By Gina Gatchell, Director

In 2010 I received a call from a very upset US citizen about the enactment of the Foreign Account Tax Compliance Act.

She sent me the article she had just read, which set out the future of information reporting by institutions outside the United States to the US government.




The multi-faceted Foreign Account Tax Compliance Act (FATCA) was passed in 2010 as part of the Hiring Incentives to Restore Employment Act (HIRE). The aim of FATCA is to identify offshore tax evasion of citizens and residents of the United States.  This is done by leveraging foreign financial institutions to hand over the details of their US account holders with a balance of US$50,000 or more in the aggregate.

FATCA also affects certain foreign entities with substantial United States ownership.




Foreign Financial Institutions (FFIs) and US persons alike, naturally did not take this new heat from the United States government sitting down.

Many years of implementation and privacy-related issues ensued, with FFIs forced into satisfying IRS requirements enabling the FFI to be identified by the IRS as a ‘participating FFI’. The significance of which is that the FFI escapes a 30% withholding tax on payments due to the institution.

To satisfy IRS requirements, in the pre-intergovernmental agreement era of FATCA, the FFI was required to enter into an agreement with the IRS to do the following:

(1) conduct certain identification and due diligence procedures with respect to the institution’s

(2) report annually to the IRS on its account holders who are United States persons or foreign entities with
substantial United States ownership; and

(3) withhold and pay over to the IRS 30% of any payments of United States source income, as well as gross
proceeds from the sale of securities that generate United States source income, made to –

(a) non-participating FFIs, (b) individual accountholders failing to provide sufficient information to
determine whether or not they are a United States person, or (c) foreign entity accountholders failing to provide sufficient information about the identity of its substantial United States owners.

Failure to be recognized by the IRS as a ‘participating FFI’ will result in a 30% withholding tax being imposed on United States sourced income derived by the FFI, from January 1, 2014 on interest and dividends, followed by an across-the-board 30% withholding on all ‘withholdable payments’ from January 1, 2015.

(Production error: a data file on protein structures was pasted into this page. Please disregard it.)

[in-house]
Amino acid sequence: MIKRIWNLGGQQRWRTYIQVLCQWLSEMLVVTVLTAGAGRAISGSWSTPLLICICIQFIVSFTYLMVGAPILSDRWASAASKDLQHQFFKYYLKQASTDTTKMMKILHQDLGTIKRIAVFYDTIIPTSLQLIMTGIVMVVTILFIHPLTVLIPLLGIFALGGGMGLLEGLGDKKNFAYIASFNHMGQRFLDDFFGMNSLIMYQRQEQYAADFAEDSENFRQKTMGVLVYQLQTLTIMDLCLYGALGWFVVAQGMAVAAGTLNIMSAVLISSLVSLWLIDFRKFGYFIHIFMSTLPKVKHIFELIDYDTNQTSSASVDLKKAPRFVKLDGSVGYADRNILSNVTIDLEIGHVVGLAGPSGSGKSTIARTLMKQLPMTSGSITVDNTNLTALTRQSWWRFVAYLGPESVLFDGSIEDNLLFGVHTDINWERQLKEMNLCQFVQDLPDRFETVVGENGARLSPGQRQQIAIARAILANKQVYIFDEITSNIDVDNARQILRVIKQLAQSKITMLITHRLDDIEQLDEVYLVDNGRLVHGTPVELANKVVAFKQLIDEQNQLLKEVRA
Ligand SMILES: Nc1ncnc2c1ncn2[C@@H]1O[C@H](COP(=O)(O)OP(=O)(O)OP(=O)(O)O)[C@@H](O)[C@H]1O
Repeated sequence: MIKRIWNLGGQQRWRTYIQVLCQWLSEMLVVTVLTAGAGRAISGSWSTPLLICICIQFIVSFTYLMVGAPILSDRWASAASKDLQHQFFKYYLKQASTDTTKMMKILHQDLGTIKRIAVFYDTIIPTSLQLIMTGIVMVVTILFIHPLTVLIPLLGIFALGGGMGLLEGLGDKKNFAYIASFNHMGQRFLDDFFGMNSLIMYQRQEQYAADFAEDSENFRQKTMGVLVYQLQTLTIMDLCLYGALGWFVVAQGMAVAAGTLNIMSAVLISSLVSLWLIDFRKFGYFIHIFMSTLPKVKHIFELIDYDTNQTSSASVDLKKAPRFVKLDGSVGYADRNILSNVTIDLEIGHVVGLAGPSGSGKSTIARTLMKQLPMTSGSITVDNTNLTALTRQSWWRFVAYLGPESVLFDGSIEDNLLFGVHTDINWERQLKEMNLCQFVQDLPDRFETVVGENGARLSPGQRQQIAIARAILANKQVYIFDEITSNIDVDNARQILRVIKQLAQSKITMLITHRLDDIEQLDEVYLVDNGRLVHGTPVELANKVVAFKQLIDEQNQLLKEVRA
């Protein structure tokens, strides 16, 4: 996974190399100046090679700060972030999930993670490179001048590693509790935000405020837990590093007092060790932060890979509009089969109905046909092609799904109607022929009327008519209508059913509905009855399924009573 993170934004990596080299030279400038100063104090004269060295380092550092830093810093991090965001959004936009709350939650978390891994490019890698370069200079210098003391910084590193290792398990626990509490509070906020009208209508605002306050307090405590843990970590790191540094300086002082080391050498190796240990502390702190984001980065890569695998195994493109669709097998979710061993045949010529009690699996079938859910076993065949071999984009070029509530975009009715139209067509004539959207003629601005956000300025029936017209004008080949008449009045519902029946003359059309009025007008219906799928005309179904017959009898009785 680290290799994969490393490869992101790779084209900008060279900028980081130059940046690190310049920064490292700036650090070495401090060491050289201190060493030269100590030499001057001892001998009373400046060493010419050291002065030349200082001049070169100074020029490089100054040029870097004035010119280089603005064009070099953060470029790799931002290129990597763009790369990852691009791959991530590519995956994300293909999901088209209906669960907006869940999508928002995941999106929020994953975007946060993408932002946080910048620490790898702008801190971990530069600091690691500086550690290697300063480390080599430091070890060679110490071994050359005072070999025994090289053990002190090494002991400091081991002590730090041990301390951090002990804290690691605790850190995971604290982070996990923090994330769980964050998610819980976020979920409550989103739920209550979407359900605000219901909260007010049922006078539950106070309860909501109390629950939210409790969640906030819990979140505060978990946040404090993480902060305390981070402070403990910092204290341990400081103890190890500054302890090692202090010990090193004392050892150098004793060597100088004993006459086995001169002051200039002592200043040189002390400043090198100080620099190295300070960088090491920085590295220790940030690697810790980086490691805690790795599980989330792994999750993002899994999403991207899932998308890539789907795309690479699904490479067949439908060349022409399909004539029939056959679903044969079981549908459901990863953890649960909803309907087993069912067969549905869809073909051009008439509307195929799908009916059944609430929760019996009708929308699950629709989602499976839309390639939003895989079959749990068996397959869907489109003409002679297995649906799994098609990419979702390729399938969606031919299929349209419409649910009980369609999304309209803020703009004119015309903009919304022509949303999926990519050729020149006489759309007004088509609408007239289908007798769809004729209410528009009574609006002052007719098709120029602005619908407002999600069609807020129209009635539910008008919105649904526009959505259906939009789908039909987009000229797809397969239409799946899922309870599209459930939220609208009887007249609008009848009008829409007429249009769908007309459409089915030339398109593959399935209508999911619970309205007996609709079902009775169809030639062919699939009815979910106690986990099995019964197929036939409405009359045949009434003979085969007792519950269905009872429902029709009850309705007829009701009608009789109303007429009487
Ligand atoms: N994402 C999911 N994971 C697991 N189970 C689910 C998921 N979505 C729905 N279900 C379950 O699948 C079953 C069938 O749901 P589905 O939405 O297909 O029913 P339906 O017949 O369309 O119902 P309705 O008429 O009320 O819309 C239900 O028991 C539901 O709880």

US Treasury released several rounds of Treasury Regulations pertaining to the reporting and withholding requirements for FFIs.


There are many elements to FATCA

  • Form W-8BEN[1]: Certificate of Foreign Status of Beneficial Owner for United States Withholding
    and Reporting.

The original form has been duplicated; previously one Form W-8BEN existed, now there is an additional form modelled off the original form for non-individuals including companies. The original purpose of Form W-8BEN was for Chapter Three Withholding purposes. Post FATCA implementation, Form W-8BEN was split into Form W-8BEN-E for entities covering both Chapter Three and Chapter Four (FATCA) identification to the United States payer of income to that entity.

  • Form 8938 is required to be filed by US persons holding specified foreign financial assets.[2]
  • Foreign financial institutions have a number of obligations imposed on them by FATCA including:
  1. Unless the FFI resides in a country with which the United States has entered into an Intergovernmental Agreement the FFI is required to register with the IRS, including obtaining a Global Intermediary Identification Number.
  2. The requirement to search their electronic databases for indicia of US persons being account holders. Depending on the balance of accounts falling under or over $50,000, further inquiries had to be made to confirm whether the account holder was a US person or not.



As a result of the above, foreign financial institutions had to make massive changes to identify their US account holders so that they wouldn’t be penalized.

FFIs, including the New Zealand banks and other financial institutions continue to write letters to account
holders requiring them to provide certification of their US status.

  • The International Data Exchange Services (IDES) – the secure managed file transfer service that is available to financial institutions to facilitate FATCA reporting.
  • The Intergovernmental Agreement (IGA) – New Zealand has negotiated a Model 1 IGA with the United States, under which its financial institutions report to New Zealand’s Inland Revenue instead of directly
    via IDES. Inland Revenue then transmits data to via IDES to the United States.
  • Host country Tax Authorities (HCTAs) – The HCTA for New Zealand, IRD’s role in FATCA includes;
  1. Facilitating the Intergovernmental Agreement in place with the United States.
  2. Data transmission through IDES to the United States.
  3. Provision of technical guidance to New Zealand’s financial institutions around their FATCA obligations.
  4. United States Internal Revenue Service – assimilates the data received from around the world through IDES.

If you need expert advice to meet your US tax obligations under FATCA we can help. Call us on +64 27 512 0365 or use the appointment scheduler to book a telephone consultation or make an appointment.

The purpose of form W-8BEN is to certify to a US payer of income whether or not
US federal withholding tax is required to be withheld from payments to a non-US

[2] The requirement to file Form 8938 depends the filing status of the US person and the amount of specified foreign financial assets held including the highest balance at any time during the US tax year, and the balance on 31 December. The form was introduced as a ‘FATCA form’ in 2012.